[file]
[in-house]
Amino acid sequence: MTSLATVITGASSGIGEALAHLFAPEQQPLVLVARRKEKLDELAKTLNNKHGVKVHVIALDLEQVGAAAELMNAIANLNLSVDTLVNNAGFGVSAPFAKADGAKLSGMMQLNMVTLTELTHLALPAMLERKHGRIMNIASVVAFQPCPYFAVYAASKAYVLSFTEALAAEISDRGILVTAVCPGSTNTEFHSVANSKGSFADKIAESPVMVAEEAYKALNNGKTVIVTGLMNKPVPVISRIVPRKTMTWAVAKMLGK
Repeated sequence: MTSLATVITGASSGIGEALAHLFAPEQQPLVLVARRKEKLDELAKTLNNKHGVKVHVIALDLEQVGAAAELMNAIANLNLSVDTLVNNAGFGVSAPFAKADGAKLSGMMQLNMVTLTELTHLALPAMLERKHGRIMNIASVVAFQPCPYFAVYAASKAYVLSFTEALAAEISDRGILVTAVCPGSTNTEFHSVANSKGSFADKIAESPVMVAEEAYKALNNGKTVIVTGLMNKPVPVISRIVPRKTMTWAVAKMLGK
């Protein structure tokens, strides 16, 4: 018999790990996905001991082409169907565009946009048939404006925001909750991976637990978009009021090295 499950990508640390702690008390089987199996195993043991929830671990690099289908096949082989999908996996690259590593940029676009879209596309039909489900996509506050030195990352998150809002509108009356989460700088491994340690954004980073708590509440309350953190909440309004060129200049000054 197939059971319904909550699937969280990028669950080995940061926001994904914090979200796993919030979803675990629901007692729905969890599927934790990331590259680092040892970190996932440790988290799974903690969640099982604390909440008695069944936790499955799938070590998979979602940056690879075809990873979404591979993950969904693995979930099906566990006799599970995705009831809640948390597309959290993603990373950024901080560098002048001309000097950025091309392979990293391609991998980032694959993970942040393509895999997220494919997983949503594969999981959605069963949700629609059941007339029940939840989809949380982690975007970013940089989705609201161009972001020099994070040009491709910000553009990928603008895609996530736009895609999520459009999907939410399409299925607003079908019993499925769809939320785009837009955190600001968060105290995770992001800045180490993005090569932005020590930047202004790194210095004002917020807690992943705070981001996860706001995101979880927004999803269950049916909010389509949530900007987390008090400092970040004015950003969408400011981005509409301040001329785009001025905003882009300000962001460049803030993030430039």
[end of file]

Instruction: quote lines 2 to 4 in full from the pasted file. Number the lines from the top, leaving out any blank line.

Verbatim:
Amino acid sequence: MTSLATVITGASSGIGEALAHLFAPEQQPLVLVARRKEKLDELAKTLNNKHGVKVHVIALDLEQVGAAAELMNAIANLNLSVDTLVNNAGFGVSAPFAKADGAKLSGMMQLNMVTLTELTHLALPAMLERKHGRIMNIASVVAFQPCPYFAVYAASKAYVLSFTEALAAEISDRGILVTAVCPGSTNTEFHSVANSKGSFADKIAESPVMVAEEAYKALNNGKTVIVTGLMNKPVPVISRIVPRKTMTWAVAKMLGK
Repeated sequence: MTSLATVITGASSGIGEALAHLFAPEQQPLVLVARRKEKLDELAKTLNNKHGVKVHVIALDLEQVGAAAELMNAIANLNLSVDTLVNNAGFGVSAPFAKADGAKLSGMMQLNMVTLTELTHLALPAMLERKHGRIMNIASVVAFQPCPYFAVYAASKAYVLSFTEALAAEISDRGILVTAVCPGSTNTEFHSVANSKGSFADKIAESPVMVAEEAYKALNNGKTVIVTGLMNKPVPVISRIVPRKTMTWAVAKMLGK
């Protein structure tokens, strides 16, 4: 018999790990996905001991082409169907565009946009048939404006925001909750991976637990978009009021090295 499950990508640390702690008390089987199996195993043991929830671990690099289908096949082989999908996996690259590593940029676009879209596309039909489900996509506050030195990352998150809002509108009356989460700088491994340690954004980073708590509440309350953190909440309004060129200049000054 197939059971319904909550699937969280990028669950080995940061926001994904914090979200796993919030979803675990629901007692729905969890599927934790990331590259680092040892970190996932440790988290799974903690969640099982604390909440008695069944936790499955799938070590998979979602940056690879075809990873979404591979993950969904693995979930099906566990006799599970995705009831809640948390597309959290993603990373950024901080560098002048001309000097950025091309392979990293391609991998980032694959993970942040393509895999997220494919997983949503594969999981959605069963949700629609059941007339029940939840989809949380982690975007970013940089989705609201161009972001020099994070040009491709910000553009990928603008895609996530736009895609999520459009999907939410399409299925607003079908019993499925769809939320785009837009955190600001968060105290995770992001800045180490993005090569932005020590930047202004790194210095004002917020807690992943705070981001996860706001995101979880927004999803269950049916909010389509949530900007987390008090400092970040004015950003969408400011981005509409301040001329785009001025905003882009300000962001460049803030993030430039």